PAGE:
VR will become mainstream when they solve these main problems that the industry faces: quality of graphics, better utility, cheaper price and some blockbusters that make VR gaming or movie watching worthwhile. They could also weight a little less.
At the moment it is not clear for the average person what does one get when paying 300-1300 USD for a pair of VR glasses. It is a huge risk to take if you haven't had a chance to try it, if you haven't heard of an games or programs worth mentioning and if you don't have any friends that have them or use them. Why would you adopt at this stage? Once there is more utility than adult entertainment and lousy gaming with poor graphics, it could make its way into the hands of more people. Until then they need to focus on making prices lower and raising quality of the experience itself.
The second VR becomes accessible to masses and has another technological breakthrough.
From what I have tried so far, it is still in early phases of development (games are not good, graphics are awful, it is expensive to buy, hard to connect, it often does not even work properly...).
It will eventually be used in gaming and movie industries and these industries will push VR to mainstream. It will be soon and it will be great.
For any product/ service to achieve mainstream it needs a user base. Users need to have basic infra and should be able to use the service easily. The current challenge is both the user base and basic infra. But like in the past, this transition would be exponential as well.
What Oculus needs is the VR equivalent of Fortnite or Halo – games that become a social phenomenon and make people want to buy the hardware they run on.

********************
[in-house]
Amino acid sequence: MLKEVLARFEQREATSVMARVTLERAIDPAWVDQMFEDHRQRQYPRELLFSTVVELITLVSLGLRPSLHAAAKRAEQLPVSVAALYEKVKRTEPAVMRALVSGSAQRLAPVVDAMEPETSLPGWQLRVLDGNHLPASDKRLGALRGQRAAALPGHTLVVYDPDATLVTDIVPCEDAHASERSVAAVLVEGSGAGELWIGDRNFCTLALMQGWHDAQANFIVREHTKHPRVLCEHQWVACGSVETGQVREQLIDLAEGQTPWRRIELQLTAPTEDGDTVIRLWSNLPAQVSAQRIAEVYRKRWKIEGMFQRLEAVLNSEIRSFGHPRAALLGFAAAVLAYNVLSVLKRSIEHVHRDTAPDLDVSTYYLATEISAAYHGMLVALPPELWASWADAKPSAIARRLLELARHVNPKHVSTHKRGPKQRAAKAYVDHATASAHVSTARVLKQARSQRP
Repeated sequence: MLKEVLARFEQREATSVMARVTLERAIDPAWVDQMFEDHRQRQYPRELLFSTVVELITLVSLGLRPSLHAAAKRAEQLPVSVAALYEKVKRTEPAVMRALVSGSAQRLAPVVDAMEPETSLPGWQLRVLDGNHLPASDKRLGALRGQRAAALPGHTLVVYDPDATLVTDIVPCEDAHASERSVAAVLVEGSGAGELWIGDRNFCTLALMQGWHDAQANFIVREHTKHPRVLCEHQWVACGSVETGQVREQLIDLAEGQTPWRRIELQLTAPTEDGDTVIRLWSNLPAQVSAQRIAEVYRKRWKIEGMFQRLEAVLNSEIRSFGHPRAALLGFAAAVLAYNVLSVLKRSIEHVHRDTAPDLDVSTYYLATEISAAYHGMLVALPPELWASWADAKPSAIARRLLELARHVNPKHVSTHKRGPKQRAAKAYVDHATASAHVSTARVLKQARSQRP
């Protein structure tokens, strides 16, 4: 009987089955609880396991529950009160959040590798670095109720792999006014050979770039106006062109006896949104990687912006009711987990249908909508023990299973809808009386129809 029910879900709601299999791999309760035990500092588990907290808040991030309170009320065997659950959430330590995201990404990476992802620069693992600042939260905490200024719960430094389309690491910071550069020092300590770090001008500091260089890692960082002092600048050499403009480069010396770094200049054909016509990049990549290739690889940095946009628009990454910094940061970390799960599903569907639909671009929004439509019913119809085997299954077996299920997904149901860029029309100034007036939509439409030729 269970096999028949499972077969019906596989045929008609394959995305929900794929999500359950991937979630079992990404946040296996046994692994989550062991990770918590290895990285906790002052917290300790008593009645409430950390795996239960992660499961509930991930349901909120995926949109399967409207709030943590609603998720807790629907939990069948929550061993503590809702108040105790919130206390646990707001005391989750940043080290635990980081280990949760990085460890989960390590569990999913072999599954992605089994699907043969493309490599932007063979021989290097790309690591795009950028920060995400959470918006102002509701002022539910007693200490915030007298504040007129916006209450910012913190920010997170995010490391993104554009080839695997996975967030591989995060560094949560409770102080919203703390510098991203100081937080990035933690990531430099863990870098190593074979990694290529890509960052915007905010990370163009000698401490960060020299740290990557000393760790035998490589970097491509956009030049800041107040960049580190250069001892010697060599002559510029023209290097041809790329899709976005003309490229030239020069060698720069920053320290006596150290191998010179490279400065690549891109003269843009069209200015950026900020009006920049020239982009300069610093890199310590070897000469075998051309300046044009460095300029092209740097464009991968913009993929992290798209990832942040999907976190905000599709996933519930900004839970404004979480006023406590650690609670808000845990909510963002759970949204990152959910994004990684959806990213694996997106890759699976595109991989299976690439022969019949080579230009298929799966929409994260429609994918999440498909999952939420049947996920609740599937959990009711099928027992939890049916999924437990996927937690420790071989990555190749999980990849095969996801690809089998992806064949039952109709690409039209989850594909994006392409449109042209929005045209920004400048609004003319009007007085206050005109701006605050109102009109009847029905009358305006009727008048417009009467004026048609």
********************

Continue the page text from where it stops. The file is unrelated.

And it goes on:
But aside from that being a once-in-a-decade success story, the bigger question is: do any games developers believe there will be a big enough installed base of Oculus Quest users for them to invest the huge additional development costs to create a virtual reality game?
And that is the chicken-and-egg game that Facebook is caught up in: it can't get users without games, and it can’t get games without users. Zuckerberg identified "building an eco-system that is self-sustaining" – nerd talk for creating a popular console - as Oculus' number one challenge.
Will a wireless high-end VR headset combined with a Star Wars tie-in be enough to push the Oculus into mainstream adoption? Possibly, but based on the odd "Whoa!" ad that the company launched with, we're willing to bet that in October 2019, we'll be listening to Zuckerberg explain why next year - next year - will be the big one. ®
Virtual Reality (VR), most likely be over taken by Augmented reality (AR). AR is the type of technology they are using in Apps like Pokeman GO. It's a combination of the reality you see through my camera and part virtual reality.
Bring these two together, on a reasonable price platform like phones, is the answer. I think next, this type technology will be used for training people in their jobs.
Imagine a junior technician trouble shooting a problem on a job. He then takes out his phone and launches an AR app developed by an expert in his field. The app shows a live camera view of the device superimposed on the live view is instructions and description. maybe even links to details instructions about a specific part(if that part of the pictures is clicked.
I think the initial mainstream VR apps would be in gaming and adult entertainment industry and we will start seeing the shift by late 2020.
When user experience starts becoming better. Right now that isn’t there
When the Adult Entertainment Industry perfects their products is when you will see it becoming mainstream. I know that may sound funny, but the amount of energy the Adult industry is willing to put into research and development for products like this is staggering. You will see that their money will drive the research that will enable it to be more readily available.